As with most vintage items, the 1950-60 stoves seems to have magically moved from the "That's an old stove we need to replace" phase to the "Wow, that's a mid-century stove that would be perfect in our mid-century house" mode.

 Although, I have to admit that I don't think there is any way that Mike's stainless steel wall oven and cooktop were *ever* out of style. Look at the control panel on the oven....does it get any better?!

The bottom photo is of a stainless steel Revco refrigerator/freezer that are also built in the kitchen (catch that woodwork too!)

Any info. for Mike?

Thanks Mike, for sharing your pictures.

Tuesday, January 26, 2010

Out In The Wild

A few weeks ago I wrote a post about an American Express television ad that appeared to feature a Tappan Deluxe storage door. The other day, I received an email from Ron and Aiden that mentioned a few more places that they had seen a vintage Tappan Deluxe stove "out in the wild."

I got to thinking that it might be fun to start a thread of  vintage Tappan "sightings." If you have a "sighting," I'd love to get a note from you and I'll try to feature it in a blog post.

So, our second official "sightings" post is brought to us courtesy of a tip from Ron and Aiden.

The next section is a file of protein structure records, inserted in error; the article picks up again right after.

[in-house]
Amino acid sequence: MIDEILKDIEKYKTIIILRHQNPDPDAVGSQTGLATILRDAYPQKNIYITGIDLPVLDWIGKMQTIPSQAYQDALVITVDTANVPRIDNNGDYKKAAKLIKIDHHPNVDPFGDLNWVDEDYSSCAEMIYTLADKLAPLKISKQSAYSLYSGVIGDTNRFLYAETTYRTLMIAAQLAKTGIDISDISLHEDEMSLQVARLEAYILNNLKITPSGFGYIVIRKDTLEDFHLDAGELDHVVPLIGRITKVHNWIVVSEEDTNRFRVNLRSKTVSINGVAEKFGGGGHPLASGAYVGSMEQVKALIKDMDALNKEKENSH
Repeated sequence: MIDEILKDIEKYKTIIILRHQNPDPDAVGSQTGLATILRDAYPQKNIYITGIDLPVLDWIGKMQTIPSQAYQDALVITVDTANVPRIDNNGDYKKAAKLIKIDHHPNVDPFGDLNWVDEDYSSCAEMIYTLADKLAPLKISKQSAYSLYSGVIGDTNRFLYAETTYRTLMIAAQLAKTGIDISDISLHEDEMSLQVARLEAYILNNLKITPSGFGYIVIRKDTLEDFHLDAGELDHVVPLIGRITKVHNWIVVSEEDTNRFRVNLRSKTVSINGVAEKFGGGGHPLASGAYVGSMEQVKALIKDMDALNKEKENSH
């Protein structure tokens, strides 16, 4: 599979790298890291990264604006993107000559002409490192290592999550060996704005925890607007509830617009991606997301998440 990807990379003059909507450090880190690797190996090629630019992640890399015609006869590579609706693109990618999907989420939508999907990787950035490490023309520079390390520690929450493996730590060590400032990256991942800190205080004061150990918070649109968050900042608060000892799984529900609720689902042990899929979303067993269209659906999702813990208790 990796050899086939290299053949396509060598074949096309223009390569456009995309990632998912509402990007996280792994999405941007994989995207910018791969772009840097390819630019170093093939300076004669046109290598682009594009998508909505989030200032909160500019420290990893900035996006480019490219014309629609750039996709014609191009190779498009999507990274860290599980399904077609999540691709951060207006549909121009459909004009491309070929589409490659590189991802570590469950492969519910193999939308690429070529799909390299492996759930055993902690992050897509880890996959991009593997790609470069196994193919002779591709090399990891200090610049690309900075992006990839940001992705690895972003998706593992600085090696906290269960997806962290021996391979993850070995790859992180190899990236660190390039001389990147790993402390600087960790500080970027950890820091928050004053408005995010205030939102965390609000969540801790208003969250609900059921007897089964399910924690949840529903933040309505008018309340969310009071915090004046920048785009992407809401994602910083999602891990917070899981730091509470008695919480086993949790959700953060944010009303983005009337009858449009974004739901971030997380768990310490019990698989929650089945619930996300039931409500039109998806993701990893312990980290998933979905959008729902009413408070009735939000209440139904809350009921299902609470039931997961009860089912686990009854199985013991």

Born to Be Bad is described as a melodrama starring Joan Fontaine as a conniving woman who will stop at nothing to get what she wants (which evidently is a rich husband and an artsy boyfriend).  The movie was directed by Nicholas Ray (of Rebel Without a Cause fame) and released by RKO Radio Pictures (headed by Howard Hughes). It was in production the summer of 1949 and released the summer of 1950 (obviously dating the stove).

A few Tappan fanatic notes: There is a point in the movie where the actor asks the main character to hand him the salt. I watched that shot a bunch of times trying to see if the salt shaker was one of the Tappan shakers we know (I don't think so). There is a shot of that scene below. I was also curious about the cabinet above the stove. It looks like it might have a vent. I also stopped the scene a few times to try to figure out if the clock was a Timer or Telechron (I couldn't tell). The last two photos are of another kitchen in the movie & I included them just because I love vintage kitchen cabinetry.